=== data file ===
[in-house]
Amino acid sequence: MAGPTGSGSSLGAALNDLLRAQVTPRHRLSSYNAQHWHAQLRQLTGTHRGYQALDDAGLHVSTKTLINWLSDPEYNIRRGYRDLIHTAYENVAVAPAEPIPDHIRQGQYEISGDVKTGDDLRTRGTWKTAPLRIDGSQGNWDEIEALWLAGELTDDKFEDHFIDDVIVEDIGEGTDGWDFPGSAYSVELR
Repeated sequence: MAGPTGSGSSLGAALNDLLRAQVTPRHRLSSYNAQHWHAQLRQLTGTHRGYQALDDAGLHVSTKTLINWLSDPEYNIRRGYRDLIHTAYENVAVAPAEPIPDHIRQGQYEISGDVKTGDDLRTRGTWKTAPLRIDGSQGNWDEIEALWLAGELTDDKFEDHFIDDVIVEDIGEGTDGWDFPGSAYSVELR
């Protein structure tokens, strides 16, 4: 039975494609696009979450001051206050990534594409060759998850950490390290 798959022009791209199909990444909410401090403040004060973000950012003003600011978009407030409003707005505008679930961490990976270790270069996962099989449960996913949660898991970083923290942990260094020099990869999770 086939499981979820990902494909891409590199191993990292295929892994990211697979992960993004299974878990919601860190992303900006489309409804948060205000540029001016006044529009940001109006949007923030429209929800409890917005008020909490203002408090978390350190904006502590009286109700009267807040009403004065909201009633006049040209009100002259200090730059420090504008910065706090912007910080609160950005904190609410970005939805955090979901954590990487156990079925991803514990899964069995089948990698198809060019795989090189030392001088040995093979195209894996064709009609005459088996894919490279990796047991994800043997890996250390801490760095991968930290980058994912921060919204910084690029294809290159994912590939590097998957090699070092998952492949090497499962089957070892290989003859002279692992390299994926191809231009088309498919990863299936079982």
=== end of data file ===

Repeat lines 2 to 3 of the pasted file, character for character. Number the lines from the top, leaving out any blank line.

Amino acid sequence: MAGPTGSGSSLGAALNDLLRAQVTPRHRLSSYNAQHWHAQLRQLTGTHRGYQALDDAGLHVSTKTLINWLSDPEYNIRRGYRDLIHTAYENVAVAPAEPIPDHIRQGQYEISGDVKTGDDLRTRGTWKTAPLRIDGSQGNWDEIEALWLAGELTDDKFEDHFIDDVIVEDIGEGTDGWDFPGSAYSVELR
Repeated sequence: MAGPTGSGSSLGAALNDLLRAQVTPRHRLSSYNAQHWHAQLRQLTGTHRGYQALDDAGLHVSTKTLINWLSDPEYNIRRGYRDLIHTAYENVAVAPAEPIPDHIRQGQYEISGDVKTGDDLRTRGTWKTAPLRIDGSQGNWDEIEALWLAGELTDDKFEDHFIDDVIVEDIGEGTDGWDFPGSAYSVELR